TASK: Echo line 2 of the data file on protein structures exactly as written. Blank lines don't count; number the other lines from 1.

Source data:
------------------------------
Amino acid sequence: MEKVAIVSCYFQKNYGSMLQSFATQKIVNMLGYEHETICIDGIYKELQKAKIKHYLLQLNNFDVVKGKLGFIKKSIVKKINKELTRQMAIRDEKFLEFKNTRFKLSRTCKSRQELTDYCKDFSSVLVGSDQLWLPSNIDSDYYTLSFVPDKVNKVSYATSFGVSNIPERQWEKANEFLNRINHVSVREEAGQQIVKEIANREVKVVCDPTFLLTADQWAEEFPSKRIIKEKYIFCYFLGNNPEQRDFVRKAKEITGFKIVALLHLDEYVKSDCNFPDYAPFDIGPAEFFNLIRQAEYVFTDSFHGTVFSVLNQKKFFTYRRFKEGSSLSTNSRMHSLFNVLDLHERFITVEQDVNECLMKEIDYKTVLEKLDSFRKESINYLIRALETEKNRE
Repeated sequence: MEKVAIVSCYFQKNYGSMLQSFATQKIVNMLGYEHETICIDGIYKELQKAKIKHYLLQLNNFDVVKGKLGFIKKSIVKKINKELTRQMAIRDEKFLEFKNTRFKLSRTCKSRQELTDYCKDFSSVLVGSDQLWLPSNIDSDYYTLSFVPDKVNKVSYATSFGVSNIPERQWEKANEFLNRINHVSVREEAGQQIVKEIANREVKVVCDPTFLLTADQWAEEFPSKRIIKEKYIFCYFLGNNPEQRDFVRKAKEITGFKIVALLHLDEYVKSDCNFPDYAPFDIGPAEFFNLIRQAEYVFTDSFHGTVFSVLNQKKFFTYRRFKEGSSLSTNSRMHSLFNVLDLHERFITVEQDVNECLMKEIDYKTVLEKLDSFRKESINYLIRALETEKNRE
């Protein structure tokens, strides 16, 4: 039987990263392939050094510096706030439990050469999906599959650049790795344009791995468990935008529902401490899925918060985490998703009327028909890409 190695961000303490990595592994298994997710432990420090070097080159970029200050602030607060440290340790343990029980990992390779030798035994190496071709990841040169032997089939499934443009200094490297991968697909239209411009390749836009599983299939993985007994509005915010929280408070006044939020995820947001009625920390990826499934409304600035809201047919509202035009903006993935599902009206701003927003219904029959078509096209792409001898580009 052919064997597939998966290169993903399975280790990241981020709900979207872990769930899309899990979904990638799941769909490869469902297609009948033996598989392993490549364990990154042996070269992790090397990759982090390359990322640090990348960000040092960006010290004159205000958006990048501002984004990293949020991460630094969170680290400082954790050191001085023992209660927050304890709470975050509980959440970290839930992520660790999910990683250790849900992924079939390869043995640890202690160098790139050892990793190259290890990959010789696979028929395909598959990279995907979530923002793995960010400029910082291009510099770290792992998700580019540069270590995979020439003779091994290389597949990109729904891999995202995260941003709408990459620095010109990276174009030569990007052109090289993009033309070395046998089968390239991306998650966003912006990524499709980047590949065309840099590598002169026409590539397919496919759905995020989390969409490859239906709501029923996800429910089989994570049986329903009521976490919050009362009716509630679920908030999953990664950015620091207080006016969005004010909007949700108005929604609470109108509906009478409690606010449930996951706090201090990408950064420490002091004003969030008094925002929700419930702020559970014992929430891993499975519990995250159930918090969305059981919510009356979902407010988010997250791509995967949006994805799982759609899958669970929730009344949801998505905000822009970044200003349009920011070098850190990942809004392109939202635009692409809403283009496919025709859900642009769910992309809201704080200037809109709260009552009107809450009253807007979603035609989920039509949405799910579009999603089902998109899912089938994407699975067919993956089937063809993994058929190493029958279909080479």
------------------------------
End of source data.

Repeated sequence: MEKVAIVSCYFQKNYGSMLQSFATQKIVNMLGYEHETICIDGIYKELQKAKIKHYLLQLNNFDVVKGKLGFIKKSIVKKINKELTRQMAIRDEKFLEFKNTRFKLSRTCKSRQELTDYCKDFSSVLVGSDQLWLPSNIDSDYYTLSFVPDKVNKVSYATSFGVSNIPERQWEKANEFLNRINHVSVREEAGQQIVKEIANREVKVVCDPTFLLTADQWAEEFPSKRIIKEKYIFCYFLGNNPEQRDFVRKAKEITGFKIVALLHLDEYVKSDCNFPDYAPFDIGPAEFFNLIRQAEYVFTDSFHGTVFSVLNQKKFFTYRRFKEGSSLSTNSRMHSLFNVLDLHERFITVEQDVNECLMKEIDYKTVLEKLDSFRKESINYLIRALETEKNRE